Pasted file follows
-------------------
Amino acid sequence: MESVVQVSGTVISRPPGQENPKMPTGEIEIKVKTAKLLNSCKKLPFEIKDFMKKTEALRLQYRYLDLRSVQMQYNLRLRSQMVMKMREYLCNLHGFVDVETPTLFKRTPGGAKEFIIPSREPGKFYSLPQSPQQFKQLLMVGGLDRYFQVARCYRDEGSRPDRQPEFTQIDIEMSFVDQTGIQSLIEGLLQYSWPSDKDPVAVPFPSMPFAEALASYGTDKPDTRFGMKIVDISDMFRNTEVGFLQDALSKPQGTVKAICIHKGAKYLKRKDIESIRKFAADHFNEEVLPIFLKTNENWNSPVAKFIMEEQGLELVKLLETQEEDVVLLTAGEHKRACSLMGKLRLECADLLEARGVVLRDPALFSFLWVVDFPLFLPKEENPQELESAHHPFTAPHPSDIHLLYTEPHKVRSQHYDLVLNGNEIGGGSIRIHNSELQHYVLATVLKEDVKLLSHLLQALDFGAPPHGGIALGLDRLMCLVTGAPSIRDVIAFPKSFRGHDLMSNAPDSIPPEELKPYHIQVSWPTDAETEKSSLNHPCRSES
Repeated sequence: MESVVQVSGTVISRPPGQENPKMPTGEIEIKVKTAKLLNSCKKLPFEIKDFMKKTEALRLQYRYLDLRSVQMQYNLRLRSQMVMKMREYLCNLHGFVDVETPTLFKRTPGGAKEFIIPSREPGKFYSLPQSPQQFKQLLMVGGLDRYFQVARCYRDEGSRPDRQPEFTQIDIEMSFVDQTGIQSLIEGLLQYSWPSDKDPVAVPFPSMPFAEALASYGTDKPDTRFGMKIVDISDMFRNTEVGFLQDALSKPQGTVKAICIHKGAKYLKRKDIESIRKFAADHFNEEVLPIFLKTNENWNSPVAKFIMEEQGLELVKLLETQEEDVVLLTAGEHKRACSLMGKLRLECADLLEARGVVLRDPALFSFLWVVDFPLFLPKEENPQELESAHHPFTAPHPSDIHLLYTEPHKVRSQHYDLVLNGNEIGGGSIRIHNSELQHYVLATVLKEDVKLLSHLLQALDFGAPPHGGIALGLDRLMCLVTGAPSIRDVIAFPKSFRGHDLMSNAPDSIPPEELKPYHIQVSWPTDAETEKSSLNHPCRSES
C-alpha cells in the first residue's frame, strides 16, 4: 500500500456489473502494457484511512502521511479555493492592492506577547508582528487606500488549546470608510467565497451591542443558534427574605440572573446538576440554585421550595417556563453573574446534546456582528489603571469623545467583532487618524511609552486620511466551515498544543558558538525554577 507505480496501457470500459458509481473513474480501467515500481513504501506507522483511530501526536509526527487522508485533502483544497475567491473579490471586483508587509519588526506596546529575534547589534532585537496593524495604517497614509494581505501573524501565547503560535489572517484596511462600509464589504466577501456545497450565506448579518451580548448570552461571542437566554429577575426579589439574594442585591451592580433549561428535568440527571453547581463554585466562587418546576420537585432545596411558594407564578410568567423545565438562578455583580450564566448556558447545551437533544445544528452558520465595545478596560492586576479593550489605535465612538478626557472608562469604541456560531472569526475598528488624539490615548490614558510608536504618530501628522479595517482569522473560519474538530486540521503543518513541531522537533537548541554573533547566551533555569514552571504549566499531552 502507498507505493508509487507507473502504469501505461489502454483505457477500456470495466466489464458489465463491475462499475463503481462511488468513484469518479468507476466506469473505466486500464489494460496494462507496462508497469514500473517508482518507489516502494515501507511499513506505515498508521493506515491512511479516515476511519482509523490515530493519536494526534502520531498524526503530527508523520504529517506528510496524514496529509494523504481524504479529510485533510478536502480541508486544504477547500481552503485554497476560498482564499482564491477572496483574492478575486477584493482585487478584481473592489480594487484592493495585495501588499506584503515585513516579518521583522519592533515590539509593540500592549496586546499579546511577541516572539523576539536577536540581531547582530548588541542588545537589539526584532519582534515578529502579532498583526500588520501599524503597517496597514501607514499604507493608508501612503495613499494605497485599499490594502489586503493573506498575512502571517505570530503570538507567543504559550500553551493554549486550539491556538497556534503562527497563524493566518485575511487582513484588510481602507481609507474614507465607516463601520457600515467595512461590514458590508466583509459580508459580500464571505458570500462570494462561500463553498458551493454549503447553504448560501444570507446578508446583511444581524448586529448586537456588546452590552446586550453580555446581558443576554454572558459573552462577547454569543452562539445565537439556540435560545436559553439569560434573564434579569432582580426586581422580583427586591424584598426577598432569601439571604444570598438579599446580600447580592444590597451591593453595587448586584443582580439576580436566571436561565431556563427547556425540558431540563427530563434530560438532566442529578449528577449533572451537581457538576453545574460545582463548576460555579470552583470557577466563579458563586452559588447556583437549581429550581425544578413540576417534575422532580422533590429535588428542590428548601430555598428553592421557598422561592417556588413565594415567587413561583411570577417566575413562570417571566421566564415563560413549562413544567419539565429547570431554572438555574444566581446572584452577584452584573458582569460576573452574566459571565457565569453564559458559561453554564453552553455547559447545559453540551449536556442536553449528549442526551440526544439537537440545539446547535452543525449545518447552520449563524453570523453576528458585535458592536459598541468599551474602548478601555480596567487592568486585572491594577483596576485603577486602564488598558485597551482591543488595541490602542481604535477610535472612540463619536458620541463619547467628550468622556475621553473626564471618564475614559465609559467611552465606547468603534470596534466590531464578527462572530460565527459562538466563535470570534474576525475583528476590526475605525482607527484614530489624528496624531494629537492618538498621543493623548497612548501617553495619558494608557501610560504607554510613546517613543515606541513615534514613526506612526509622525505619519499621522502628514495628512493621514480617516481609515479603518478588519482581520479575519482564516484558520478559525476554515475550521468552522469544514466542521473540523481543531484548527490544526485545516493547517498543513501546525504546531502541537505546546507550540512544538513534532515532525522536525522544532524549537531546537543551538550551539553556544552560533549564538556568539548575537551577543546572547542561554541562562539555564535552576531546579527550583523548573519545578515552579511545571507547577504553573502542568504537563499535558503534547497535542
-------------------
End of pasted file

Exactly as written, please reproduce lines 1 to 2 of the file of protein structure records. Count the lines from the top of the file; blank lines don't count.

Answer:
Amino acid sequence: MESVVQVSGTVISRPPGQENPKMPTGEIEIKVKTAKLLNSCKKLPFEIKDFMKKTEALRLQYRYLDLRSVQMQYNLRLRSQMVMKMREYLCNLHGFVDVETPTLFKRTPGGAKEFIIPSREPGKFYSLPQSPQQFKQLLMVGGLDRYFQVARCYRDEGSRPDRQPEFTQIDIEMSFVDQTGIQSLIEGLLQYSWPSDKDPVAVPFPSMPFAEALASYGTDKPDTRFGMKIVDISDMFRNTEVGFLQDALSKPQGTVKAICIHKGAKYLKRKDIESIRKFAADHFNEEVLPIFLKTNENWNSPVAKFIMEEQGLELVKLLETQEEDVVLLTAGEHKRACSLMGKLRLECADLLEARGVVLRDPALFSFLWVVDFPLFLPKEENPQELESAHHPFTAPHPSDIHLLYTEPHKVRSQHYDLVLNGNEIGGGSIRIHNSELQHYVLATVLKEDVKLLSHLLQALDFGAPPHGGIALGLDRLMCLVTGAPSIRDVIAFPKSFRGHDLMSNAPDSIPPEELKPYHIQVSWPTDAETEKSSLNHPCRSES
Repeated sequence: MESVVQVSGTVISRPPGQENPKMPTGEIEIKVKTAKLLNSCKKLPFEIKDFMKKTEALRLQYRYLDLRSVQMQYNLRLRSQMVMKMREYLCNLHGFVDVETPTLFKRTPGGAKEFIIPSREPGKFYSLPQSPQQFKQLLMVGGLDRYFQVARCYRDEGSRPDRQPEFTQIDIEMSFVDQTGIQSLIEGLLQYSWPSDKDPVAVPFPSMPFAEALASYGTDKPDTRFGMKIVDISDMFRNTEVGFLQDALSKPQGTVKAICIHKGAKYLKRKDIESIRKFAADHFNEEVLPIFLKTNENWNSPVAKFIMEEQGLELVKLLETQEEDVVLLTAGEHKRACSLMGKLRLECADLLEARGVVLRDPALFSFLWVVDFPLFLPKEENPQELESAHHPFTAPHPSDIHLLYTEPHKVRSQHYDLVLNGNEIGGGSIRIHNSELQHYVLATVLKEDVKLLSHLLQALDFGAPPHGGIALGLDRLMCLVTGAPSIRDVIAFPKSFRGHDLMSNAPDSIPPEELKPYHIQVSWPTDAETEKSSLNHPCRSES